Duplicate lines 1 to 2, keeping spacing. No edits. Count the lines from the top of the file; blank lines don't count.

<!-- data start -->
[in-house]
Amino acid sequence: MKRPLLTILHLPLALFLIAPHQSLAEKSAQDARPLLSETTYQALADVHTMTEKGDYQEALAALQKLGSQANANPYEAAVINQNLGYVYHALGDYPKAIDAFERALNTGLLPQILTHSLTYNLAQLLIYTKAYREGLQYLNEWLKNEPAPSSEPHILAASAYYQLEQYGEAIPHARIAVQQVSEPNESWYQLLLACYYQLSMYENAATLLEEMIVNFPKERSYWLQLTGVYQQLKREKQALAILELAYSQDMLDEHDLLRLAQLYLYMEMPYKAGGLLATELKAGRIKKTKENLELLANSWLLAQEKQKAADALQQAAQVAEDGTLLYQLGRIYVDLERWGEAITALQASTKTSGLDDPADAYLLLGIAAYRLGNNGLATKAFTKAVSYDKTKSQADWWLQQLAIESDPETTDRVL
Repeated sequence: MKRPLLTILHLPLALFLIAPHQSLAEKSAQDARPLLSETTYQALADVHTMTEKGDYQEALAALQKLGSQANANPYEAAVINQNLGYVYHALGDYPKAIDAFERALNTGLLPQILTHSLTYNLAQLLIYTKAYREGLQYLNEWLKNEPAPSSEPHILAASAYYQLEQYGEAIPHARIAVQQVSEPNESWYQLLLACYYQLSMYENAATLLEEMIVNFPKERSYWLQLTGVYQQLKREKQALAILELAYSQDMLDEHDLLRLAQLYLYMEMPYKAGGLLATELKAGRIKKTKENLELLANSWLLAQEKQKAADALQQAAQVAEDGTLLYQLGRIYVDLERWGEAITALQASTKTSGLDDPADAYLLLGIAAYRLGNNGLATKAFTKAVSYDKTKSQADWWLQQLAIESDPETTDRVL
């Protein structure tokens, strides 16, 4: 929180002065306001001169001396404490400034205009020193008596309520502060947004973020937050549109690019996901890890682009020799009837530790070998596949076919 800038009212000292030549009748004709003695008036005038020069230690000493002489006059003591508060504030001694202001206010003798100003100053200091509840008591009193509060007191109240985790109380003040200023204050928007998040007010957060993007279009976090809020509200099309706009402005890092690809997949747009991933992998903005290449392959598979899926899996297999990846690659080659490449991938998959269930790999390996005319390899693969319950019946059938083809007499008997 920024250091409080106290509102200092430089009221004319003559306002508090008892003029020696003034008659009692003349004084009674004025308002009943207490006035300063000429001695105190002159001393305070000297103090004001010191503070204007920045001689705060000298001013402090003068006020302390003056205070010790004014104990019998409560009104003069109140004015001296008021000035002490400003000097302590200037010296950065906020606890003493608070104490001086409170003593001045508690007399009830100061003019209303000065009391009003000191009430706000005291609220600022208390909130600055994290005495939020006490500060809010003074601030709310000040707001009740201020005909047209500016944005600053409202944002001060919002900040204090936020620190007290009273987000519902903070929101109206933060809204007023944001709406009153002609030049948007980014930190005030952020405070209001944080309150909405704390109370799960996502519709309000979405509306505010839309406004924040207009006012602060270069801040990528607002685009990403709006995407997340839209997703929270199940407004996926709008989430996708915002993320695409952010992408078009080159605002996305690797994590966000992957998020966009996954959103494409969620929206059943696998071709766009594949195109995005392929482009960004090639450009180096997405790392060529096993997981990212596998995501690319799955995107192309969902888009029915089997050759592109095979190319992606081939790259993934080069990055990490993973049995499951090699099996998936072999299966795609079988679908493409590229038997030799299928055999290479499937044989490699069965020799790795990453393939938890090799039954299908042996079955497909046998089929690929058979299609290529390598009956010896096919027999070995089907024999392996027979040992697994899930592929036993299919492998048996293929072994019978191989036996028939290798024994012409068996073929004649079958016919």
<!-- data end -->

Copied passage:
[in-house]
Amino acid sequence: MKRPLLTILHLPLALFLIAPHQSLAEKSAQDARPLLSETTYQALADVHTMTEKGDYQEALAALQKLGSQANANPYEAAVINQNLGYVYHALGDYPKAIDAFERALNTGLLPQILTHSLTYNLAQLLIYTKAYREGLQYLNEWLKNEPAPSSEPHILAASAYYQLEQYGEAIPHARIAVQQVSEPNESWYQLLLACYYQLSMYENAATLLEEMIVNFPKERSYWLQLTGVYQQLKREKQALAILELAYSQDMLDEHDLLRLAQLYLYMEMPYKAGGLLATELKAGRIKKTKENLELLANSWLLAQEKQKAADALQQAAQVAEDGTLLYQLGRIYVDLERWGEAITALQASTKTSGLDDPADAYLLLGIAAYRLGNNGLATKAFTKAVSYDKTKSQADWWLQQLAIESDPETTDRVL